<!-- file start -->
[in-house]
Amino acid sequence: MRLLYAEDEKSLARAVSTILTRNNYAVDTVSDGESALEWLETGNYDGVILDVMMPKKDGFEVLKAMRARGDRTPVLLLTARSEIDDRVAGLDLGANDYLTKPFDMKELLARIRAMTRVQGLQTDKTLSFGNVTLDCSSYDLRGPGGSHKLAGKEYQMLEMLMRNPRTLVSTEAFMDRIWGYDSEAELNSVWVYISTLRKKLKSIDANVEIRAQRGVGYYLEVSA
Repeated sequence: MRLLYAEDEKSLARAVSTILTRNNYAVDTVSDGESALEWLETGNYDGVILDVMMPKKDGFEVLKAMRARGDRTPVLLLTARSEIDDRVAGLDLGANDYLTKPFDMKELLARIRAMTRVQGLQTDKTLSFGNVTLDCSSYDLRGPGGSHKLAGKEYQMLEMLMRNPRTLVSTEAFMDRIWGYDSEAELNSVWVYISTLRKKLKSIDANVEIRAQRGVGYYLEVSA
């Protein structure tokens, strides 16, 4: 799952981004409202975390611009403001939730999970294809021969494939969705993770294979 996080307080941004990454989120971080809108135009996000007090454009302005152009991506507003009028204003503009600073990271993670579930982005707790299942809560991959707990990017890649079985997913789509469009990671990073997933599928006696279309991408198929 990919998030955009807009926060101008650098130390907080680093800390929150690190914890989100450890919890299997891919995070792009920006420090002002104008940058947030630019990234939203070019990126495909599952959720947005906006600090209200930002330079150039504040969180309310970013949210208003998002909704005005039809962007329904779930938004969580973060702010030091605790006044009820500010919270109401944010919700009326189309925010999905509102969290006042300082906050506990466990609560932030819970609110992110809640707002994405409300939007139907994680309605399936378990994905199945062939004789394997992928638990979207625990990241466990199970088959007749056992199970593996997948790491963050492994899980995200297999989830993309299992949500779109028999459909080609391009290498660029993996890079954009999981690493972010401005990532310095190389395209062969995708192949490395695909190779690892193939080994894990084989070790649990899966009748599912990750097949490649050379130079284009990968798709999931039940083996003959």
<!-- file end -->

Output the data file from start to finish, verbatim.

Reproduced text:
[in-house]
Amino acid sequence: MRLLYAEDEKSLARAVSTILTRNNYAVDTVSDGESALEWLETGNYDGVILDVMMPKKDGFEVLKAMRARGDRTPVLLLTARSEIDDRVAGLDLGANDYLTKPFDMKELLARIRAMTRVQGLQTDKTLSFGNVTLDCSSYDLRGPGGSHKLAGKEYQMLEMLMRNPRTLVSTEAFMDRIWGYDSEAELNSVWVYISTLRKKLKSIDANVEIRAQRGVGYYLEVSA
Repeated sequence: MRLLYAEDEKSLARAVSTILTRNNYAVDTVSDGESALEWLETGNYDGVILDVMMPKKDGFEVLKAMRARGDRTPVLLLTARSEIDDRVAGLDLGANDYLTKPFDMKELLARIRAMTRVQGLQTDKTLSFGNVTLDCSSYDLRGPGGSHKLAGKEYQMLEMLMRNPRTLVSTEAFMDRIWGYDSEAELNSVWVYISTLRKKLKSIDANVEIRAQRGVGYYLEVSA
């Protein structure tokens, strides 16, 4: 799952981004409202975390611009403001939730999970294809021969494939969705993770294979 996080307080941004990454989120971080809108135009996000007090454009302005152009991506507003009028204003503009600073990271993670579930982005707790299942809560991959707990990017890649079985997913789509469009990671990073997933599928006696279309991408198929 990919998030955009807009926060101008650098130390907080680093800390929150690190914890989100450890919890299997891919995070792009920006420090002002104008940058947030630019990234939203070019990126495909599952959720947005906006600090209200930002330079150039504040969180309310970013949210208003998002909704005005039809962007329904779930938004969580973060702010030091605790006044009820500010919270109401944010919700009326189309925010999905509102969290006042300082906050506990466990609560932030819970609110992110809640707002994405409300939007139907994680309605399936378990994905199945062939004789394997992928638990979207625990990241466990199970088959007749056992199970593996997948790491963050492994899980995200297999989830993309299992949500779109028999459909080609391009290498660029993996890079954009999981690493972010401005990532310095190389395209062969995708192949490395695909190779690892193939080994894990084989070790649990899966009748599912990750097949490649050379130079284009990968798709999931039940083996003959």